A police spokesman famously remarked on Tuesday that anarchists don't get up very early in the morning, and that must be doubly true for hackers. While anti-capitalist protesters at least made a scene in the streets of London this May Day, the hackers just weren't there. No thanks to our beloved National High Tech Crime Unit (NHTCU), though, which said it was leaving things to the cops.
The anarchists might have been taking the week off, but other causes made a stir in cyberspace, with pro-Chinese crackers defacing US government sites and Kashmiri separatists trying to break into BBC World Service servers. Scary as this might sound, though, it could be the work of 14-year-old troublemakers, say the experts.
By the sound of things, the kids have their work cut out for them. When they aren't wasting time with email, office workers are busy writing down important passwords and leaving them taped to their monitors, the Schmoozer has learned.
A lot of them also couldn't be bothered to figure out what their new mobile phone numbers would be starting this week, significantly cutting the number of shouts of "I'm on the train!", during the Monday morning commute.
But the Schmooze does find this apathy a bit strange, given that nearly half of mobile phone users say they'd give up their home phone before their mobile. They also like them so much they have no plans of replacing them with whizzier Internet phones, which won't come as good news to Britain's telcos, who are betting billions on next-generation mobile licenses.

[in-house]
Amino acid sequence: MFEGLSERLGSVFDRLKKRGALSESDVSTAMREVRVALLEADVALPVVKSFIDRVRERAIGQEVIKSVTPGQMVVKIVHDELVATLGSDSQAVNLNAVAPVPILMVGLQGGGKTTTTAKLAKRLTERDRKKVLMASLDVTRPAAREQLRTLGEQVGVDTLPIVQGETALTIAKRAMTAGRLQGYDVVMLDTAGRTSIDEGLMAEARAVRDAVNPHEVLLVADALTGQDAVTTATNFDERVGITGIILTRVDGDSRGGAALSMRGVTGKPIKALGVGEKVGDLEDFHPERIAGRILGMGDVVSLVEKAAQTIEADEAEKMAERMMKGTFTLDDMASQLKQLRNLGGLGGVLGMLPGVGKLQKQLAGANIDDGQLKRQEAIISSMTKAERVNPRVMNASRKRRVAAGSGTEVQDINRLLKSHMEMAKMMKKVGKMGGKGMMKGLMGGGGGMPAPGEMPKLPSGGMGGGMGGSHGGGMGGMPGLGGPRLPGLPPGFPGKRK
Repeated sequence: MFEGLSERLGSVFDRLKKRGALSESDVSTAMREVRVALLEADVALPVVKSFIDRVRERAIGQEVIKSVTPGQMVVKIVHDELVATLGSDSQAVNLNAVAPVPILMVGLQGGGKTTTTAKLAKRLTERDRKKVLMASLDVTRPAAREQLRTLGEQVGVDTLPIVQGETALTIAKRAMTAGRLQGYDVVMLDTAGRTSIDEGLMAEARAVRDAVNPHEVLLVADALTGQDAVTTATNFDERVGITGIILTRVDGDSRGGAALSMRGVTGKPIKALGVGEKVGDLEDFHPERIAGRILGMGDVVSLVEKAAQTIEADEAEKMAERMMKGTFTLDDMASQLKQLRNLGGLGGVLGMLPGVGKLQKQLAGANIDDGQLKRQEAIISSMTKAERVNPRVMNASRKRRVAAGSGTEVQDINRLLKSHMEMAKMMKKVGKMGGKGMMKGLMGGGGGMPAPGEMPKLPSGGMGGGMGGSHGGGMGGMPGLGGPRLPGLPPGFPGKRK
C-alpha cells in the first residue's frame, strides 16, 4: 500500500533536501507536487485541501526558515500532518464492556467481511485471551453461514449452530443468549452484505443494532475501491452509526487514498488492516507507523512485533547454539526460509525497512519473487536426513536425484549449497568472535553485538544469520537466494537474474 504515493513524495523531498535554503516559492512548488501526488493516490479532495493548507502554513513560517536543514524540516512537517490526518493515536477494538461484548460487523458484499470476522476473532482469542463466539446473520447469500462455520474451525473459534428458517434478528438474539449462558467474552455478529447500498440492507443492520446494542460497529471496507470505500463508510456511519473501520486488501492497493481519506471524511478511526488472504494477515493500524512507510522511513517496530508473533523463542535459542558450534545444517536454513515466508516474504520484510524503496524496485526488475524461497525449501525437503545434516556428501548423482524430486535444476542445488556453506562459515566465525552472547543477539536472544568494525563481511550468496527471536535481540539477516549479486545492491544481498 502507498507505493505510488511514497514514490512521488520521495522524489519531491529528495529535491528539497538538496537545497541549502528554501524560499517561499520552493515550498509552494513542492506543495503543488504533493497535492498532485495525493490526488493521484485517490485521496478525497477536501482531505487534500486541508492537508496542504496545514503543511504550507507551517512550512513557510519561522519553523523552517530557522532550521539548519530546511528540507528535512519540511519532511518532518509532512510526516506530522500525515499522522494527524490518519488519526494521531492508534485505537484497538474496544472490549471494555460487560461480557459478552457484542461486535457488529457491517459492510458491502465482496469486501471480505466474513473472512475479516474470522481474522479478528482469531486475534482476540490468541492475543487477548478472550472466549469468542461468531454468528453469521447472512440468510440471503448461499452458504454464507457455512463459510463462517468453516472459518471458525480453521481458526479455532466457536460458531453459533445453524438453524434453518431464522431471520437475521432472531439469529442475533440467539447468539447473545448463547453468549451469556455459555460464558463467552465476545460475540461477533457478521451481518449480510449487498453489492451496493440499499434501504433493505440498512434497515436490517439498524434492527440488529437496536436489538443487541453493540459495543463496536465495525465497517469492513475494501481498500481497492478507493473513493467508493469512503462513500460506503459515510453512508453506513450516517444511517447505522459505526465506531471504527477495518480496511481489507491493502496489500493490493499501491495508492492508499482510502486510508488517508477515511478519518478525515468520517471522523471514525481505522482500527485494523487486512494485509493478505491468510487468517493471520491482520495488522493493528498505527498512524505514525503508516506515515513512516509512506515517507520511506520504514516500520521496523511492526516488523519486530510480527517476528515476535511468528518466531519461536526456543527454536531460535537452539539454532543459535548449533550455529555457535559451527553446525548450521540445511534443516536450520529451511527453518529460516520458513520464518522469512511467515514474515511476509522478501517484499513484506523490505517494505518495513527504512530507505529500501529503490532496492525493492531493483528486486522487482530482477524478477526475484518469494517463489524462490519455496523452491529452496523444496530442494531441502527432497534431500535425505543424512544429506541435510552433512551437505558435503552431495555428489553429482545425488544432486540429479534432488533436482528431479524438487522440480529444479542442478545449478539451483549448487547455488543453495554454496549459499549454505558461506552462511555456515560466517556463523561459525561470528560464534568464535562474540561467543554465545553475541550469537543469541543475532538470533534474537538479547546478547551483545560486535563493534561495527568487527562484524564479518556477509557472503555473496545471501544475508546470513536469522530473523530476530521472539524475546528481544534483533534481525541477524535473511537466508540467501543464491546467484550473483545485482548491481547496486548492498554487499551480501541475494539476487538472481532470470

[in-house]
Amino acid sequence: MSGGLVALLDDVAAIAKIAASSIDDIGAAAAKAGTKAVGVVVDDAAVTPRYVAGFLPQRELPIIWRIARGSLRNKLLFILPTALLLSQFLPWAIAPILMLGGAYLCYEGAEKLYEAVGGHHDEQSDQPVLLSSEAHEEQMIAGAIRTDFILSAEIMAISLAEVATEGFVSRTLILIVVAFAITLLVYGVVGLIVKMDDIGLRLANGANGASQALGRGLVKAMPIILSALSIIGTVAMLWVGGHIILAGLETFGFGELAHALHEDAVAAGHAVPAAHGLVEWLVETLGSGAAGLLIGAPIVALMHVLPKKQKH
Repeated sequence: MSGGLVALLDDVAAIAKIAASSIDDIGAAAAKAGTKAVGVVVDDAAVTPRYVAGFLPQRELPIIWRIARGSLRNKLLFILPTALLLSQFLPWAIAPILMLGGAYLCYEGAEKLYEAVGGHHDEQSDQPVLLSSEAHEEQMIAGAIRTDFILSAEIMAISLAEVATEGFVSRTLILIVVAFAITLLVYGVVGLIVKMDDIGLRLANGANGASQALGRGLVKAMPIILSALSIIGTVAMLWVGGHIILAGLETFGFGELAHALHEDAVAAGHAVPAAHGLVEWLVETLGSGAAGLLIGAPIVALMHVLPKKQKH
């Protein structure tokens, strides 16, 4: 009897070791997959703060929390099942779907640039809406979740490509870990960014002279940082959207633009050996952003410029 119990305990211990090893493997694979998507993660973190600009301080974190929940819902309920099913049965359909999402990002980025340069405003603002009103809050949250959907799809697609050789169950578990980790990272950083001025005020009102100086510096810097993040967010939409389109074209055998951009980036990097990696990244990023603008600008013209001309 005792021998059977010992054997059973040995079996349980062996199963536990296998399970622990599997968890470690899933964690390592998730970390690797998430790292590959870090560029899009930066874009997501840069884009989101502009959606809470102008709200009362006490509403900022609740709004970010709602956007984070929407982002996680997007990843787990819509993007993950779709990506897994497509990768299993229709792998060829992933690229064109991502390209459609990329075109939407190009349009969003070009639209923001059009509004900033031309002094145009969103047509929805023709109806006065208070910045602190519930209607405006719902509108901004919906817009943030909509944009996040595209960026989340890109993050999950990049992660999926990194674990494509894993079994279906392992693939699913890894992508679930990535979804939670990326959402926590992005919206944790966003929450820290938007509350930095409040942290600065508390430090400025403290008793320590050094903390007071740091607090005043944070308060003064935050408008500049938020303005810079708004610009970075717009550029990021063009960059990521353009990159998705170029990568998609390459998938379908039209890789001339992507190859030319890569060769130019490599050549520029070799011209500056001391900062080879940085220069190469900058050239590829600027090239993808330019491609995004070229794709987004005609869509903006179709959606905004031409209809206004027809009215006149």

New mobile phone mast danger shock! If the telcos really build all those networks the UK will apparently look "like a pincushion from the air". Prince Charles won't be pleased.
Intel is celebrating the 10th anniversary of its "Intel Inside" ad campaign, which has made it better-known than Nike... does this mean we can get rid of that annoying five-tone jingle now?
Dot-coms continue to perish at a lemming-like rate, but some find this all very exciting -- Saudi billionaire Prince Alwaleed bin Talal for one, the richest businessman outside the US, who says he's about ready to go into vulture mode and snap up the bargains. So far he's kept a sceptical attitude toward tech companies -- which, for him, apparently means investing a mere $2m in them last year.
News flash: Microsoft doesn't like the open source movement. No, it really, really doesn't like it... in fact it's gearing up for a campaign to turn public opinion against those anti-capitalistic, McDonald's-marauding, Starbucks-smashing, long-haired, free-thinking Linux/GNU types.
Well, the May Day hackers might not have got out of bed, but at least somebody's giving two fingers to the techno-establishment -- though open source activists are quick to point out they're as pro-copyright as anyone.
The News Schmooze is ZDNet UK's irreverent review of the week's news. Send your tip-offs to: firstname.lastname@example.org.